Students at Iowa Western Community College restore a Vietnam-era helicopter with the help of veteran volunteers.
The UH-1 Huey, owned by the Nebraska Vietnam Veterans Memorial Foundation, will not need to fly but will be on permanent display at a public park in Papillion to be called the Nebraska Vietnam Veterans Memorial Park, according to Tom Brown, president. of the foundation. The park is just south of the Sum-Tur Amphitheater and about three miles from the Omaha National Cemetery.
“We have a 50-year lease on the property from the town of Papillion,” he said.
The park will feature a granite wall engraved with the names of the 396 Nebraskans who died in the Vietnam War, as well as the helicopter and 11 granite obelisks, Brown said.
Vietnam veteran George Abbott, the foundation’s secretary-treasurer, said he was “very” excited about restoring the helicopter for use in the park.
“It’s a key part of this memorial to the 396 Nebraskans who died in this conflict,” he said.
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“Part of the memorial was always going to be a helicopter,” Brown said. “We were just going to keep looking until we found one.”
Brown was transported on Hueys while serving in the US Marine Corps during the Vietnam War. His unit provided support to ground troops by restocking food, bandages, ammunition, and other supplies. There were also Hueys that served as gunboats during the war, he said.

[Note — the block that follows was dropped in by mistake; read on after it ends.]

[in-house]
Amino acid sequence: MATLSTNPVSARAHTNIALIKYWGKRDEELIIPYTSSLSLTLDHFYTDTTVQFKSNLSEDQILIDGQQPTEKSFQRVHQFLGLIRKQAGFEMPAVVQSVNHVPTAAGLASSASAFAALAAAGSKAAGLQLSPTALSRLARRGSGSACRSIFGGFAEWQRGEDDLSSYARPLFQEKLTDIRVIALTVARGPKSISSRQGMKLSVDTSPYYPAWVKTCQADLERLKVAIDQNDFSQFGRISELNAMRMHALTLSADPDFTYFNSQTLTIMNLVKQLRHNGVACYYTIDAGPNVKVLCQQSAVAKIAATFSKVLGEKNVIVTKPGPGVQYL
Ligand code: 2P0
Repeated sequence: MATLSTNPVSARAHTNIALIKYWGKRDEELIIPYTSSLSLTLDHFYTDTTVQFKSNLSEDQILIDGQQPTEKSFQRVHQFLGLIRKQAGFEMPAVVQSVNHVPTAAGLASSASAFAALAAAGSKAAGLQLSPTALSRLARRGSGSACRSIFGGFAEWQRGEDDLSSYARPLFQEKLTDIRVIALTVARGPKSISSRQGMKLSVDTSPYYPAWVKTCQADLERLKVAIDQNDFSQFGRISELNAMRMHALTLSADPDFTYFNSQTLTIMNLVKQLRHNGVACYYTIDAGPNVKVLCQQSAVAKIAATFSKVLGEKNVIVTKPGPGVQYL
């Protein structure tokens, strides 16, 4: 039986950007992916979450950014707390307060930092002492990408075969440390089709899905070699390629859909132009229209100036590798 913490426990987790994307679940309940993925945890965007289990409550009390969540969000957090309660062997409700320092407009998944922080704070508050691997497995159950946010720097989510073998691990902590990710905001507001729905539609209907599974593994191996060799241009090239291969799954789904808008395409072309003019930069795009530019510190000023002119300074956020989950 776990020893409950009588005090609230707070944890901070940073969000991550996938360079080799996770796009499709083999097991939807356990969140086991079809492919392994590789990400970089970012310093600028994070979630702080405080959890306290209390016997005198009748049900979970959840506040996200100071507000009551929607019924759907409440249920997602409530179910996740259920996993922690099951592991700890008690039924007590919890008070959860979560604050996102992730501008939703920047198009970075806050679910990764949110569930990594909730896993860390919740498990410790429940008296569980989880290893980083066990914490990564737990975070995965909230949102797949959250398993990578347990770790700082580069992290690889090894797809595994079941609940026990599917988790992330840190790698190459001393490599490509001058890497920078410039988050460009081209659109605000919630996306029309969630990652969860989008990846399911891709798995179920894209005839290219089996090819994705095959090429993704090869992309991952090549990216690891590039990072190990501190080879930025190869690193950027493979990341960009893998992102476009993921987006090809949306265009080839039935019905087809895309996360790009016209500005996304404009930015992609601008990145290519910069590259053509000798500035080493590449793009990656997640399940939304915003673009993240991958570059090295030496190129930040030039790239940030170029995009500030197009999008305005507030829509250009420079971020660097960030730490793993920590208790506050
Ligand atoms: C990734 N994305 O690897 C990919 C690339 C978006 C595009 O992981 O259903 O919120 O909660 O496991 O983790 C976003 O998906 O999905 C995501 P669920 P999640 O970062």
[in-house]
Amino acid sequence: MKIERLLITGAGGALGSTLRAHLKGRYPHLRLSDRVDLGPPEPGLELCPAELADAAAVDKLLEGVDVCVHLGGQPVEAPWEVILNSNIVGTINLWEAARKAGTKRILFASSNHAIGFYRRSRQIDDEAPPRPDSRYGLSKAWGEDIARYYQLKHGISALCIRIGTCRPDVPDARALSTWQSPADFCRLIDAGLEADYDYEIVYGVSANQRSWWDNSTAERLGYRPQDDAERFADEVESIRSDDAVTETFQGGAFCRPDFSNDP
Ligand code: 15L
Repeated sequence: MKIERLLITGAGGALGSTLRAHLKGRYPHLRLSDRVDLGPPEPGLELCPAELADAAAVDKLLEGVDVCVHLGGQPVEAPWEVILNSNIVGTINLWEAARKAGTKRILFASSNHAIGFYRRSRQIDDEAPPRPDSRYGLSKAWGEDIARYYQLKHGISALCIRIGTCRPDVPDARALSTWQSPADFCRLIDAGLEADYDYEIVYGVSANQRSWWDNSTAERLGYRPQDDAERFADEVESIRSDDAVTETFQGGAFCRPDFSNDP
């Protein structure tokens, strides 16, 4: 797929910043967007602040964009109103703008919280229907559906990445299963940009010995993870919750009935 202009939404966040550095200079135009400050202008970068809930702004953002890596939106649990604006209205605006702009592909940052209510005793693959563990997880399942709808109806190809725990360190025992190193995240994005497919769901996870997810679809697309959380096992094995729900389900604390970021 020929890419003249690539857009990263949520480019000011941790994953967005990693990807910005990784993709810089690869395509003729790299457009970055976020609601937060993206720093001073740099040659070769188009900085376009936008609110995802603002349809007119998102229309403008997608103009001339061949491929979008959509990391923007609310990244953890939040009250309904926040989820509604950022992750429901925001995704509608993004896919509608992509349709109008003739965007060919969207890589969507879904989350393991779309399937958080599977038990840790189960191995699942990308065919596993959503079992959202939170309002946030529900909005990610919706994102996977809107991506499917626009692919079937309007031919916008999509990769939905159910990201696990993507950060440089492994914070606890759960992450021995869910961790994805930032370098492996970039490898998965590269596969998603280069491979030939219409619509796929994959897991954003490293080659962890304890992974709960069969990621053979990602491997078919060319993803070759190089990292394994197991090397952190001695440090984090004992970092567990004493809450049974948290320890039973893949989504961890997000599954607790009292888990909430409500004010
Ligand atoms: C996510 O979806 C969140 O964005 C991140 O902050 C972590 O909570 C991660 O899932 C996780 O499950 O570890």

Abbott, one of at least 10 veterans who helped with the restoration project, remembers seeing Hueys from his perspective as a gunnery officer on a destroyer off the coast of Vietnam.
“We’ve seen these Huey workhorses transport troops and supplies in and out of strategic combat areas and provide fire support to those troops,” he said.
As it turned out, the memorial whirlwind had to travel a long way before it could be prepared for its final resting place at Papillion.
“I had put a request in our veterans magazine (The VVA Veteran) that we were looking for one,” Brown said. “One of the gentlemen from Vermont read it by chance. They were kind enough to donate the helicopter to us.
Vietnam Veterans of America’s Chapter 116 offer in Bennington, Vermont stipulated that the Nebraska group would assume responsibility for transporting the helicopter. Chapter 116 held the helicopter for nearly two years while the Nebraska organization raised funds for the move. About $5,000 later, the helicopter was loaded onto a flatbed truck and transported from Bennington, Vermont to Bennington, Nebraska.